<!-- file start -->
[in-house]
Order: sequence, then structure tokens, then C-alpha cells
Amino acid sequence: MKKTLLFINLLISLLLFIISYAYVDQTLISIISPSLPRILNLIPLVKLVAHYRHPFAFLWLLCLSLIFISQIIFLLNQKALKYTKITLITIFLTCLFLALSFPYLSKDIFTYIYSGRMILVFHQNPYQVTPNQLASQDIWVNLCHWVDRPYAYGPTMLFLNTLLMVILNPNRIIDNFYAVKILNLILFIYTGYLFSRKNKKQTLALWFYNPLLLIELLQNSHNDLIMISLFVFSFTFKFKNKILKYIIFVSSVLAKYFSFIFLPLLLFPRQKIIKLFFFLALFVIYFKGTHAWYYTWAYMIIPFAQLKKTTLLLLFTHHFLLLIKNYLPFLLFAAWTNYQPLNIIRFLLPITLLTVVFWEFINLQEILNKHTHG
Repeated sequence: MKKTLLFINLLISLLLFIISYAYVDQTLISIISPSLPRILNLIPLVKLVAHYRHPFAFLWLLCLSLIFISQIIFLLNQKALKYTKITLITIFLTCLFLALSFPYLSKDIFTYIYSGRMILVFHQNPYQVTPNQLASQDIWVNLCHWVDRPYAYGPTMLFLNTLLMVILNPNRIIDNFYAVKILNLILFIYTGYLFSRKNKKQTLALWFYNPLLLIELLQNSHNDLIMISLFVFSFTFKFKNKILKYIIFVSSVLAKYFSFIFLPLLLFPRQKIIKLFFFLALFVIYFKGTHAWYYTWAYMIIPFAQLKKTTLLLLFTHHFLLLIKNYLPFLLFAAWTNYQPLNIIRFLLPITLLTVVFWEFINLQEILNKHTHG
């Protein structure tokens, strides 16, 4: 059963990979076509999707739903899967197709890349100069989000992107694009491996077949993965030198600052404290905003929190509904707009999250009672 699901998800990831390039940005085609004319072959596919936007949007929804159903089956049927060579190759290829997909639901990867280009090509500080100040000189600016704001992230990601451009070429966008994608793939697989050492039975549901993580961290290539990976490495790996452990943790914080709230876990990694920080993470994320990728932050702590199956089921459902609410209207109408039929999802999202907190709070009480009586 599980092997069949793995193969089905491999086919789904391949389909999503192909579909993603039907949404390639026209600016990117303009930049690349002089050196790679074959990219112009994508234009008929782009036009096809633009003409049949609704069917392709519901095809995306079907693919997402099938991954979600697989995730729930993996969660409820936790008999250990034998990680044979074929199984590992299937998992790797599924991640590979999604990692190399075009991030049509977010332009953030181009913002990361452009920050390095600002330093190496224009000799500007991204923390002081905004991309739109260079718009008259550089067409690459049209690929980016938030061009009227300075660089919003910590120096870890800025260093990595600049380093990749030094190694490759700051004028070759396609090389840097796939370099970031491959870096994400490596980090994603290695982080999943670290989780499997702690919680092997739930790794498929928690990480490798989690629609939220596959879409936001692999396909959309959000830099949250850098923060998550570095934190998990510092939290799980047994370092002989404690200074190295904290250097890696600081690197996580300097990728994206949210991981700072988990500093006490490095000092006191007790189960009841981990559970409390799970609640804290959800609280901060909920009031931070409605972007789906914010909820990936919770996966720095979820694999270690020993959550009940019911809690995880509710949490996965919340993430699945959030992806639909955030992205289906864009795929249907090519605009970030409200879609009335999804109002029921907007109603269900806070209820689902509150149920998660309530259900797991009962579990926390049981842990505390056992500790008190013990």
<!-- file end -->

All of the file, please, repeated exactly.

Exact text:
[in-house]
Order: sequence, then structure tokens, then C-alpha cells
Amino acid sequence: MKKTLLFINLLISLLLFIISYAYVDQTLISIISPSLPRILNLIPLVKLVAHYRHPFAFLWLLCLSLIFISQIIFLLNQKALKYTKITLITIFLTCLFLALSFPYLSKDIFTYIYSGRMILVFHQNPYQVTPNQLASQDIWVNLCHWVDRPYAYGPTMLFLNTLLMVILNPNRIIDNFYAVKILNLILFIYTGYLFSRKNKKQTLALWFYNPLLLIELLQNSHNDLIMISLFVFSFTFKFKNKILKYIIFVSSVLAKYFSFIFLPLLLFPRQKIIKLFFFLALFVIYFKGTHAWYYTWAYMIIPFAQLKKTTLLLLFTHHFLLLIKNYLPFLLFAAWTNYQPLNIIRFLLPITLLTVVFWEFINLQEILNKHTHG
Repeated sequence: MKKTLLFINLLISLLLFIISYAYVDQTLISIISPSLPRILNLIPLVKLVAHYRHPFAFLWLLCLSLIFISQIIFLLNQKALKYTKITLITIFLTCLFLALSFPYLSKDIFTYIYSGRMILVFHQNPYQVTPNQLASQDIWVNLCHWVDRPYAYGPTMLFLNTLLMVILNPNRIIDNFYAVKILNLILFIYTGYLFSRKNKKQTLALWFYNPLLLIELLQNSHNDLIMISLFVFSFTFKFKNKILKYIIFVSSVLAKYFSFIFLPLLLFPRQKIIKLFFFLALFVIYFKGTHAWYYTWAYMIIPFAQLKKTTLLLLFTHHFLLLIKNYLPFLLFAAWTNYQPLNIIRFLLPITLLTVVFWEFINLQEILNKHTHG
């Protein structure tokens, strides 16, 4: 059963990979076509999707739903899967197709890349100069989000992107694009491996077949993965030198600052404290905003929190509904707009999250009672 699901998800990831390039940005085609004319072959596919936007949007929804159903089956049927060579190759290829997909639901990867280009090509500080100040000189600016704001992230990601451009070429966008994608793939697989050492039975549901993580961290290539990976490495790996452990943790914080709230876990990694920080993470994320990728932050702590199956089921459902609410209207109408039929999802999202907190709070009480009586 599980092997069949793995193969089905491999086919789904391949389909999503192909579909993603039907949404390639026209600016990117303009930049690349002089050196790679074959990219112009994508234009008929782009036009096809633009003409049949609704069917392709519901095809995306079907693919997402099938991954979600697989995730729930993996969660409820936790008999250990034998990680044979074929199984590992299937998992790797599924991640590979999604990692190399075009991030049509977010332009953030181009913002990361452009920050390095600002330093190496224009000799500007991204923390002081905004991309739109260079718009008259550089067409690459049209690929980016938030061009009227300075660089919003910590120096870890800025260093990595600049380093990749030094190694490759700051004028070759396609090389840097796939370099970031491959870096994400490596980090994603290695982080999943670290989780499997702690919680092997739930790794498929928690990480490798989690629609939220596959879409936001692999396909959309959000830099949250850098923060998550570095934190998990510092939290799980047994370092002989404690200074190295904290250097890696600081690197996580300097990728994206949210991981700072988990500093006490490095000092006191007790189960009841981990559970409390799970609640804290959800609280901060909920009031931070409605972007789906914010909820990936919770996966720095979820694999270690020993959550009940019911809690995880509710949490996965919340993430699945959030992806639909955030992205289906864009795929249907090519605009970030409200879609009335999804109002029921907007109603269900806070209820689902509150149920998660309530259900797991009962579990926390049981842990505390056992500790008190013990």